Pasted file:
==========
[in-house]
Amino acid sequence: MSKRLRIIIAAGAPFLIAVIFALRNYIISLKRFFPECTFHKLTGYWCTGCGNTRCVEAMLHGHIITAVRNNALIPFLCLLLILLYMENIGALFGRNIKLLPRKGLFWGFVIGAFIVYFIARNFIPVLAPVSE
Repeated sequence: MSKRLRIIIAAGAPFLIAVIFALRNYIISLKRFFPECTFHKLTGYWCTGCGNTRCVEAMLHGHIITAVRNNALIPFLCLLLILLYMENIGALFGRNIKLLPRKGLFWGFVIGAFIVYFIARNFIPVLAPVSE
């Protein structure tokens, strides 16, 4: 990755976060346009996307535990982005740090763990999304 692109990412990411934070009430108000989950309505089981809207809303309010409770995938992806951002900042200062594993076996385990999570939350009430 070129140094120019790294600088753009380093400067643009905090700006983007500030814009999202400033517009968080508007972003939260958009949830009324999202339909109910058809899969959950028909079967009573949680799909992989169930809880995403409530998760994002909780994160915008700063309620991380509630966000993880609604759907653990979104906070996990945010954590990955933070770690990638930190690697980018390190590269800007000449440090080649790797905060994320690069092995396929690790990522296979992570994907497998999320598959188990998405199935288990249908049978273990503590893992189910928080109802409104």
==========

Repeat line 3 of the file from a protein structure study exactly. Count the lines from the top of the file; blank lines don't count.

Repeated sequence: MSKRLRIIIAAGAPFLIAVIFALRNYIISLKRFFPECTFHKLTGYWCTGCGNTRCVEAMLHGHIITAVRNNALIPFLCLLLILLYMENIGALFGRNIKLLPRKGLFWGFVIGAFIVYFIARNFIPVLAPVSE